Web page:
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Within the Drakwald, Turgitz Cauldron, or the Cauldron, is a vast, natural depression in the otherwise seamless forest. Indeed, few trees grow within its limits. Several miles across, huge and stark, the earth enclosed by it is dark and choked with stone. Rain turns it into a thick slurry of mud, yet it is still more easily negotiated than the endless twisted leagues of woodland beyond.[1a]

The Bastion

The Bastion is the name given to the vast outcrop of dark rock that rises up in the very centre of the ancient bowl, rising in a smooth hump from the floor of the Cauldron. Armies of the Empire often choose to make their stand in this time-honoured place, particularly against the Beastmen.[1a]

Half a mile wide, and three hundred yards high at the summit, the Bastion is akin to a huge, natural fortress, capable of housing thousands of men and beasts on its back. The incline is shallow enough to ride a horse up on the lower flanks, but soon gets steeper. All the way up the flanks of the mighty rock formation, terraces and clefts offer protection from the elements. Centuries of use have worn pathways into the hard stone. At the pinnacle, high above the Cauldron, great spikes of rock twist up into the air like a crown.[1a]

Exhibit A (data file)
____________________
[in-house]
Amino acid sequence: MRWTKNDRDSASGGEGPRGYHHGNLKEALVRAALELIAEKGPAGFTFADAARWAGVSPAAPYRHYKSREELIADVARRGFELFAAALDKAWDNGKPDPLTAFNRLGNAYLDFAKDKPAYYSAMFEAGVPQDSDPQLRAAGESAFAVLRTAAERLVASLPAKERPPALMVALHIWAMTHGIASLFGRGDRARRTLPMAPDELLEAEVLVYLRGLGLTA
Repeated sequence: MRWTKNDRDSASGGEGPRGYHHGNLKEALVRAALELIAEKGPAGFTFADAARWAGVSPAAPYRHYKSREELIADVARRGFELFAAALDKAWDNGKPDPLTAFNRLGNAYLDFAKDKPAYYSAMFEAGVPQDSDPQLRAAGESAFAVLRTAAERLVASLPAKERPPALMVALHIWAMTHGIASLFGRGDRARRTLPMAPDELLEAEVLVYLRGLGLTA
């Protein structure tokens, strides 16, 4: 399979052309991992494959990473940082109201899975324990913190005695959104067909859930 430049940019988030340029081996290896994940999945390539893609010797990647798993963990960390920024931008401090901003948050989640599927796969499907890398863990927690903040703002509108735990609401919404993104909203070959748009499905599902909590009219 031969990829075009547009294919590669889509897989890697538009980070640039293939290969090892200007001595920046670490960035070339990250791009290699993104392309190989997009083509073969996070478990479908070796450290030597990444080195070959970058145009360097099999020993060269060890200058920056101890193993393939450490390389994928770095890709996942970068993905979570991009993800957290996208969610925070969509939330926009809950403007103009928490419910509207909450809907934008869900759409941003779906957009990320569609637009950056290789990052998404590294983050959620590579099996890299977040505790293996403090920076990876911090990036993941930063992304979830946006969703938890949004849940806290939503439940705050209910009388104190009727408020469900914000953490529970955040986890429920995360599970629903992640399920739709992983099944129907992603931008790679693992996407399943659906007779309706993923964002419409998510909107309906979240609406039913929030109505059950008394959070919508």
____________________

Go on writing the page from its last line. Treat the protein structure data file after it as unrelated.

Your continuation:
The terraces carved into the Bastion's flanks have been the redoubt of choice for commanders since before the annals of the Empire had been started. The local people, such as there were, said that Sigmar had created it with a celestial plow taken from Ulric while the god of war slept. Even the devout, however, know not to believe such a stupid story. The Cauldron is just what it is - a place where armies have come to fight for thousands of years. Presumably, the blood in the soil was why the trees never grew back.[1a]

For a large army, crammed along the narrow pathways scored into the natural citadel of stone, baggage trains and artillery waines can be accommodated comfortably in the natural gorges of the huge edifice.[1a]

The command enclosure is based near the summit of the Bastion. Here, massed flags and standards mark the general's vantage point, whilst functionaries scurry around it, desperate to convey last-minute orders to field captains.[1a]

Unfortunately, against enemies like the Beastmen, little besides the advantage of high ground benefit the defenders, as the Children of Chaos - if they survive the initial wave of arrows and gunshot - can scale the slopes with ease, and in greater numbers.[1a]

Source

  • 1: Sword of Justice (novel) by Chris Wraight
    • 1a: Chapter 1

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